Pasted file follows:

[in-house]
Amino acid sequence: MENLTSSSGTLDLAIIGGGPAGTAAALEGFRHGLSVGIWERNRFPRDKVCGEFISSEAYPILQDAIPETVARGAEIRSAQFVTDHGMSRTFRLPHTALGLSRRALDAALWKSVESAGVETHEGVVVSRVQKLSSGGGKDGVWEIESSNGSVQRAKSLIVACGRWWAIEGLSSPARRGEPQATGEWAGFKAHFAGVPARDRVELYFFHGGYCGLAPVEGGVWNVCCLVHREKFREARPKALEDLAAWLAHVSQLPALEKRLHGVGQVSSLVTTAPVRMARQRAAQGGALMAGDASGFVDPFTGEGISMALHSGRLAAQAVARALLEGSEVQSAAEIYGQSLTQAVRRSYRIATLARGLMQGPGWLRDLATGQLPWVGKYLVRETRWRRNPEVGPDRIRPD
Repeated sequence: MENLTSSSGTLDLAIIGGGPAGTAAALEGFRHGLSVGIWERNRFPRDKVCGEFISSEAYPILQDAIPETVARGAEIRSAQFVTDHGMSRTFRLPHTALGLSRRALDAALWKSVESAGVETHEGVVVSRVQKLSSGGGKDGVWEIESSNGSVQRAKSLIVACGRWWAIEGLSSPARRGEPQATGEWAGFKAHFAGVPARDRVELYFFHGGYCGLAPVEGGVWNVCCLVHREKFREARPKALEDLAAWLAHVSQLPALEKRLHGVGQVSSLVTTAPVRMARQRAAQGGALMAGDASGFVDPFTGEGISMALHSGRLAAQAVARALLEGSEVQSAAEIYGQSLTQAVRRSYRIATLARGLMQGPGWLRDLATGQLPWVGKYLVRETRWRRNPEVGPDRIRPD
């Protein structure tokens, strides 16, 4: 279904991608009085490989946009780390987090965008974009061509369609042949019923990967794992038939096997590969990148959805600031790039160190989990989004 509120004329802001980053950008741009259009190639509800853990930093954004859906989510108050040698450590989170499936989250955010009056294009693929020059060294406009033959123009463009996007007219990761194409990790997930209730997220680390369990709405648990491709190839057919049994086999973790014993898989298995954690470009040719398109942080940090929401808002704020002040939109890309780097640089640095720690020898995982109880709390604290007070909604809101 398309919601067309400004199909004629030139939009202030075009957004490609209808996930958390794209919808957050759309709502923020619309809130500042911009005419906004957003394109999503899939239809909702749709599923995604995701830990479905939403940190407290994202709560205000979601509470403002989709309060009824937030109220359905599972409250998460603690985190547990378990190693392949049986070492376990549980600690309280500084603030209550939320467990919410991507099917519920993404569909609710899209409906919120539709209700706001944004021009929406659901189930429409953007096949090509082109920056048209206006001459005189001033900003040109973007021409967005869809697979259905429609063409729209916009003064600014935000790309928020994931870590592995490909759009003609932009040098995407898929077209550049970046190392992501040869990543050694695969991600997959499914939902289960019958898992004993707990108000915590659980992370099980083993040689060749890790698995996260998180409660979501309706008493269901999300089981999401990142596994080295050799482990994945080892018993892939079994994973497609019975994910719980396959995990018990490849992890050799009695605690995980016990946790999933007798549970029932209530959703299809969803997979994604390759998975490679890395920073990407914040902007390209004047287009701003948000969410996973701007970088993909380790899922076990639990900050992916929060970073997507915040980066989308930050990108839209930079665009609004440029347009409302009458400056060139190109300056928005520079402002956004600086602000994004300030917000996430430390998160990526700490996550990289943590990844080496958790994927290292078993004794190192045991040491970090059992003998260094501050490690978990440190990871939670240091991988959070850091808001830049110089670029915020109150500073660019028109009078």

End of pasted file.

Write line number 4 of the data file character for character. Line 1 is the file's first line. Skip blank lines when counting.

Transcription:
């Protein structure tokens, strides 16, 4: 279904991608009085490989946009780390987090965008974009061509369609042949019923990967794992038939096997590969990148959805600031790039160190989990989004 509120004329802001980053950008741009259009190639509800853990930093954004859906989510108050040698450590989170499936989250955010009056294009693929020059060294406009033959123009463009996007007219990761194409990790997930209730997220680390369990709405648990491709190839057919049994086999973790014993898989298995954690470009040719398109942080940090929401808002704020002040939109890309780097640089640095720690020898995982109880709390604290007070909604809101 398309919601067309400004199909004629030139939009202030075009957004490609209808996930958390794209919808957050759309709502923020619309809130500042911009005419906004957003394109999503899939239809909702749709599923995604995701830990479905939403940190407290994202709560205000979601509470403002989709309060009824937030109220359905599972409250998460603690985190547990378990190693392949049986070492376990549980600690309280500084603030209550939320467990919410991507099917519920993404569909609710899209409906919120539709209700706001944004021009929406659901189930429409953007096949090509082109920056048209206006001459005189001033900003040109973007021409967005869809697979259905429609063409729209916009003064600014935000790309928020994931870590592995490909759009003609932009040098995407898929077209550049970046190392992501040869990543050694695969991600997959499914939902289960019958898992004993707990108000915590659980992370099980083993040689060749890790698995996260998180409660979501309706008493269901999300089981999401990142596994080295050799482990994945080892018993892939079994994973497609019975994910719980396959995990018990490849992890050799009695605690995980016990946790999933007798549970029932209530959703299809969803997979994604390759998975490679890395920073990407914040902007390209004047287009701003948000969410996973701007970088993909380790899922076990639990900050992916929060970073997507915040980066989308930050990108839209930079665009609004440029347009409302009458400056060139190109300056928005520079402002956004600086602000994004300030917000996430430390998160990526700490996550990289943590990844080496958790994927290292078993004794190192045991040491970090059992003998260094501050490690978990440190990871939670240091991988959070850091808001830049110089670029915020109150500073660019028109009078």